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Glass Shortage Won’t Derail Black Friday LCD-TV Deals

Post Time:Jul 01,2009Classify:Industry NewsView:409

Although pricing for LCD panels used in televisions now is rising due an acute shortage of glass, the shortfall is expected to be resolved in time for the all-important holiday buying season, allowing LCD-TV brands to offer their customary Black Friday deals, according to iSuppli Corp.

Amid an extreme oversupply situation in the fourth quarter of 2008, suppliers of glass for the kinds of large-sized LCD panels used in televisions started cutting capacity to less than 50 percent of full utilization at the end of 2008, according to Sweta Dash, senior director, LCD research, for iSuppli. Some glass makers even shut down some of their glass-producing tanks.

Because of this, panel suppliers now are unable to increase their LCD panel production capacity despite strong television demand from China and other regions. Global prices for large-sized LCD panels are expected to rise for a fifth consecutive month in June.

However, this situation is not expected to last, with prices for nearly all sizes of LCD-TV panels peaking in September and commencing a decline that will persist through the remainder of 2009 and into 2010.

This will help pave the way for the customary round of price reductions and Black Friday deals that historically have driven LCD-TV sales during the holiday selling season.

“If the LCD-TV brands hope to come anywhere near their sales targets for 2009, they will have to offer aggressive pricing deals during Black Friday and the following weeks,” said Riddhi Patel, principal analyst, television, for iSuppli. “If the deals don't materialize, sales this year will fall well short of predictions.”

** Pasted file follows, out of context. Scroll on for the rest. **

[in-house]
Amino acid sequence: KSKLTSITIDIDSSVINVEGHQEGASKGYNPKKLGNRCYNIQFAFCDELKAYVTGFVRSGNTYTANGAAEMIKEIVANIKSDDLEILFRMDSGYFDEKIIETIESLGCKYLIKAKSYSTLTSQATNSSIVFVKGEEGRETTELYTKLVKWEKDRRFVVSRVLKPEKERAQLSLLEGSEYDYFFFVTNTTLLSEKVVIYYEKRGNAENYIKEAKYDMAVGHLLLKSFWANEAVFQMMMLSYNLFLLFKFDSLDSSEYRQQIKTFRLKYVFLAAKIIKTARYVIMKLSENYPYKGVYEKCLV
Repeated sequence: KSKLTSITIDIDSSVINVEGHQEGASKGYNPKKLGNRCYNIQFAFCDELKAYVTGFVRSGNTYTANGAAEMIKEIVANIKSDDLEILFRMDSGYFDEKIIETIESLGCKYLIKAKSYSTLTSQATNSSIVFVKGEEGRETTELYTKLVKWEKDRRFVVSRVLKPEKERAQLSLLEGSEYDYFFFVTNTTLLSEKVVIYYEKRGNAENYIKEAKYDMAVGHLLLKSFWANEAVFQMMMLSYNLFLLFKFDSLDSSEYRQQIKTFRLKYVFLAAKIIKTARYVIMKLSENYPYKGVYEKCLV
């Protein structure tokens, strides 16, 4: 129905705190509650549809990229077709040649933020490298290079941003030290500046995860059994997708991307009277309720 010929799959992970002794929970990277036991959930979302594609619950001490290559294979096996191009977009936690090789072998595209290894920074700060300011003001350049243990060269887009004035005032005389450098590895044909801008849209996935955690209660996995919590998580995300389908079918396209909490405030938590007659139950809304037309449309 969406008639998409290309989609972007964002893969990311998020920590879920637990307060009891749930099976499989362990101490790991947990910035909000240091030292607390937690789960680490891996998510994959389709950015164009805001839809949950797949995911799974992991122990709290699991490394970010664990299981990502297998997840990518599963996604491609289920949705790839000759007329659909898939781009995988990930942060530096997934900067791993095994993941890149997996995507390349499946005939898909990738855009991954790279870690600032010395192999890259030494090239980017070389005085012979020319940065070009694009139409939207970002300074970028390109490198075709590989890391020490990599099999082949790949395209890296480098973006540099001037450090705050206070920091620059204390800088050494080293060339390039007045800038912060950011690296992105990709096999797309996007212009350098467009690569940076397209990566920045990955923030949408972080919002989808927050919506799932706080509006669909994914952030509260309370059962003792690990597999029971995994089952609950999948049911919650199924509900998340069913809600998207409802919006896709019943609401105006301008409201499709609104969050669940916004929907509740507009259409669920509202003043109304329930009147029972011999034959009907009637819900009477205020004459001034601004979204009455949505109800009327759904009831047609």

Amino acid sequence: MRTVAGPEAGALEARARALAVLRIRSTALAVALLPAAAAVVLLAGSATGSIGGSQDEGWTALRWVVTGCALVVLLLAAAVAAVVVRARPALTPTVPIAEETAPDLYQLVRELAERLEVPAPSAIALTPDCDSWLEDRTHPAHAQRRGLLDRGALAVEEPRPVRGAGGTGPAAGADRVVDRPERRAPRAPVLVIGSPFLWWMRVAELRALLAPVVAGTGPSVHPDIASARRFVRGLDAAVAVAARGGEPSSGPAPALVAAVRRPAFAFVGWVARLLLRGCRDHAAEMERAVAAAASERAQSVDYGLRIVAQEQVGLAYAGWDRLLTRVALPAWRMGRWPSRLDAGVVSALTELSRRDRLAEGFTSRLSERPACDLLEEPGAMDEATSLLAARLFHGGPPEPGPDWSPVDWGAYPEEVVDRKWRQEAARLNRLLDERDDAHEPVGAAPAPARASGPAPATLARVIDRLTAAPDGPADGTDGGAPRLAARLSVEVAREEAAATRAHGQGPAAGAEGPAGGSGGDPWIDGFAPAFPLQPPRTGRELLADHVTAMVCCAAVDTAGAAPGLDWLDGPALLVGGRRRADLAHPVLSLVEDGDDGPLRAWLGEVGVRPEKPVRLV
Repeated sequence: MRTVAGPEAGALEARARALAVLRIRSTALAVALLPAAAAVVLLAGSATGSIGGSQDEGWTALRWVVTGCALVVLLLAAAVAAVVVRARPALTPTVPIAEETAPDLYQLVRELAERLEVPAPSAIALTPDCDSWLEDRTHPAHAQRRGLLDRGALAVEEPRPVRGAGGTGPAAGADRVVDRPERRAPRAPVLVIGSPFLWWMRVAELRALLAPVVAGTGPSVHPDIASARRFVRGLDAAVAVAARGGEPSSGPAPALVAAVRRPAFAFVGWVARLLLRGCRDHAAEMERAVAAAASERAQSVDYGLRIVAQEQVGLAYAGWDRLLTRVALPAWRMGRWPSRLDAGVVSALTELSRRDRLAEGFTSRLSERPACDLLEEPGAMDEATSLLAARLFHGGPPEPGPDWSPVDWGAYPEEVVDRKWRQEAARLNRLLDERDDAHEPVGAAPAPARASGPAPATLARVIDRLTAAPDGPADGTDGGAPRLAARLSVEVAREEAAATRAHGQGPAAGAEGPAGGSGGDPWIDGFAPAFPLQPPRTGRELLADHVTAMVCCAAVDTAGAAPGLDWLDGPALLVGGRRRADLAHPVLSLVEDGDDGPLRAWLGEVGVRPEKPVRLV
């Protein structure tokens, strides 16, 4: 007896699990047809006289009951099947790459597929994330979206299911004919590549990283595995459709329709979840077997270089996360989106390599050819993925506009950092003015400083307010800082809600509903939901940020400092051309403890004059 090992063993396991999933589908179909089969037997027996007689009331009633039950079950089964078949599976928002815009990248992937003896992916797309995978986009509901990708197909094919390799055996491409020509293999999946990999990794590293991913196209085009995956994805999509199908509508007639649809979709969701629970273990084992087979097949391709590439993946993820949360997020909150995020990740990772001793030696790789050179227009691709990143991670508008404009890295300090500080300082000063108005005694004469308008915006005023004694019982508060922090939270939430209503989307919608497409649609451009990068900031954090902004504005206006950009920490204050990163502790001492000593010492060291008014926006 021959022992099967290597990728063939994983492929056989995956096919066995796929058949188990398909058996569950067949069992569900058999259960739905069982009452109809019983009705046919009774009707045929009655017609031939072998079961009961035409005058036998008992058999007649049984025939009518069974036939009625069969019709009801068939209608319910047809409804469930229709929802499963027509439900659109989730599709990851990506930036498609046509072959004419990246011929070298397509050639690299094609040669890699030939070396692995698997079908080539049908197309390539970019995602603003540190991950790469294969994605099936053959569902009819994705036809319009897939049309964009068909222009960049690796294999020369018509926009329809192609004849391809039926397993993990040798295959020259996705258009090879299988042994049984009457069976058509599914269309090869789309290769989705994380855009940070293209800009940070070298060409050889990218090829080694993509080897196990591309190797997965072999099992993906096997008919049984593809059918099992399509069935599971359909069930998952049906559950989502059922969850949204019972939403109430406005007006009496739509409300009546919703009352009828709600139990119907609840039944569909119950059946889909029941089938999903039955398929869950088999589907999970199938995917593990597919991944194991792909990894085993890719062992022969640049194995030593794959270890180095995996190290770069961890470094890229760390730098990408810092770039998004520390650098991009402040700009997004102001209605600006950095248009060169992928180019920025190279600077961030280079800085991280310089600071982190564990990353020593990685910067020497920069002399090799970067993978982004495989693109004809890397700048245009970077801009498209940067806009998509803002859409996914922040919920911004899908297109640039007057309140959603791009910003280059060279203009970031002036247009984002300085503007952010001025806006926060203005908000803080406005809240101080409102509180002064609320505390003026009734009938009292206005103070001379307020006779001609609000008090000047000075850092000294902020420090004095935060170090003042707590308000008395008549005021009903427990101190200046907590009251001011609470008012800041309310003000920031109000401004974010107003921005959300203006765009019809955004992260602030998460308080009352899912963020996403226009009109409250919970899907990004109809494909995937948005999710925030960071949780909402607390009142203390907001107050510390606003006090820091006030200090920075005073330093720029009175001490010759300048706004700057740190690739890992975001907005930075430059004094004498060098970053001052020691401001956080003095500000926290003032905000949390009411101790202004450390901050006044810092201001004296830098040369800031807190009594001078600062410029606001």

Pricing for 32-inch 720p (progressive) scan LCD-TVs are expected to decline to $480 by November, with Black Friday specials possibly as low as $299. This is down from an average of $634 in June.

For 42-inch Full High-Definition (HD) or 1080p sets, pricing in November will fall to $628, down from $856 in June. Black Friday specials could be as low as $499.

Figure 1 presents the pricing trends for popular sizes of LCD-TVs.
Priceless pricing
While LCD-TV buyers have increased their focus on factors like picture quality, pricing remains a critical element in influencing purchasing decisions.

The phenomenon has been apparent this month, when LCD-TV sales are softening due to the cessation of pricing deals offered in April and May.

“Once the price deals went away, demand went away,” Patel said.

Pricing is the key factor driving consumers to recommend an LCD-TV model or brand to their friends and family members, according to iSuppli’s U.S. TV Consumer Preference Analysis Service, which uses surveys to determine American consumer attitudes.

Beyond reduced panel costs, television brands also are set to reduce prices by utilizing less expensive sales channels.

“Consumers are becoming more comfortable with buying LCDs from Internet retailers and mass merchandisers, and they have become more concerned about paying too much for a television set,” Patel observed. “These outlets offer televisions at lower prices than traditional electronics specialty stores.”

With the essential Black Friday deals expected to make their annual appearance, iSuppli recently boosted its forecast of 2009 LCD-TV sales to 123 million units, up from 110 million before, as presented in Figure 2.

Source: http://www.globalsmt.netAuthor: shangyi

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